Despite raising $41 billion already this year, Softbank reckons it needs a bunch more cash to protect itself from the effects of a COVID-19 resurgence.

In a ‘secondary offering of shares in subsidiary SoftBank Corp, SoftBank group is hoping to raise another $12 billion or so to keep down the back of the sofa in case the world goes into full lockdown again. Earlier this year it blamed the pandemic for losing $17 billion on its portfolio of investment.

While Softbank still owns plenty of telecoms and tech companies, the business has increasingly turned towards venture capital activities in its thirst for returns. It picked a bad time to do so, however, with the business world grinding to a halt in the second quarter of this year and the recovery threatened by fears of a second wave.

‘SBG has sold or monetized JPY 4.3 trillion of assets as of August 3, 2020, as part of the program announced on March 23, 2020,’ said the SoftBank Group announcement. ‘In light of the ongoing uncertainty in the market environment due to concerns about a potential second or even third wave of COVID-19, SBG believes it is necessary to expand cash reserves beyond the JPY 4.5 Trillion Program to ensure flexible options to respond to changes in the market environment. In order to do this, SBG will offer a portion of its holding of common stock of subsidiary SB, held through its wholly owned subsidiary SBGJ, via the Secondary Offering.’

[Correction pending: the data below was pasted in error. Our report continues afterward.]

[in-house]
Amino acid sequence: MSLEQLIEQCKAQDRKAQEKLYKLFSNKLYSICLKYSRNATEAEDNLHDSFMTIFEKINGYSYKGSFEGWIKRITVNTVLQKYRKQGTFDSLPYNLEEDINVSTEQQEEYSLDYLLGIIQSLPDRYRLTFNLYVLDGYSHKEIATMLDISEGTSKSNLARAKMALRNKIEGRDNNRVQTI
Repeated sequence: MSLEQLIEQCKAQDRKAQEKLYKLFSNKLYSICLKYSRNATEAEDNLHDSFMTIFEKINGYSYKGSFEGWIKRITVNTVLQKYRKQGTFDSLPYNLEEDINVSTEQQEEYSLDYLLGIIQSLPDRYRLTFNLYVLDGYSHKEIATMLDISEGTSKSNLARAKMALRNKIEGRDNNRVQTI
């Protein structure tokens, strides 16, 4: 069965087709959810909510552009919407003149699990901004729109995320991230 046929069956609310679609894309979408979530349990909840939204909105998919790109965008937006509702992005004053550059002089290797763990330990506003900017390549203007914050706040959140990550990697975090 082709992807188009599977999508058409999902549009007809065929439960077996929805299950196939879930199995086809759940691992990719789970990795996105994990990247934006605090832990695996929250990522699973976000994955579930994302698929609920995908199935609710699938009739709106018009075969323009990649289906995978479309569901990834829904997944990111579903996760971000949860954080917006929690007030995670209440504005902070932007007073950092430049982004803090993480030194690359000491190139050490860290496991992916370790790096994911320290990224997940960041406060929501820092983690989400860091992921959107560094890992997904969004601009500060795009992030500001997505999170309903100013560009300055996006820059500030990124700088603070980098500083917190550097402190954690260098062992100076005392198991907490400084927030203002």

As you can see in the table below, Softbank Group is offering up 21.7% of the total shareholding in SoftBank Japan, which would result in it no longer being the majority owner of it. Since it could have offered half as much and still retain undisputed control of its Japanese operator, this implies SoftBank Group is seriously worried about cashflow and anticipates further heavy losses on its investments.

If they all get sold that should raise another $12 billion, give or take, at today’s prices. Softbank’s shares were down a few percent, at time of writing, on the news, implying that investors were a bit spooked by the move, but not too much. Most countries around the world are still erring on the side of caution with respect to coronavirus and it seems reasonable to expect some kind of second wave this winter. Maybe we’ll deal with it better next time.



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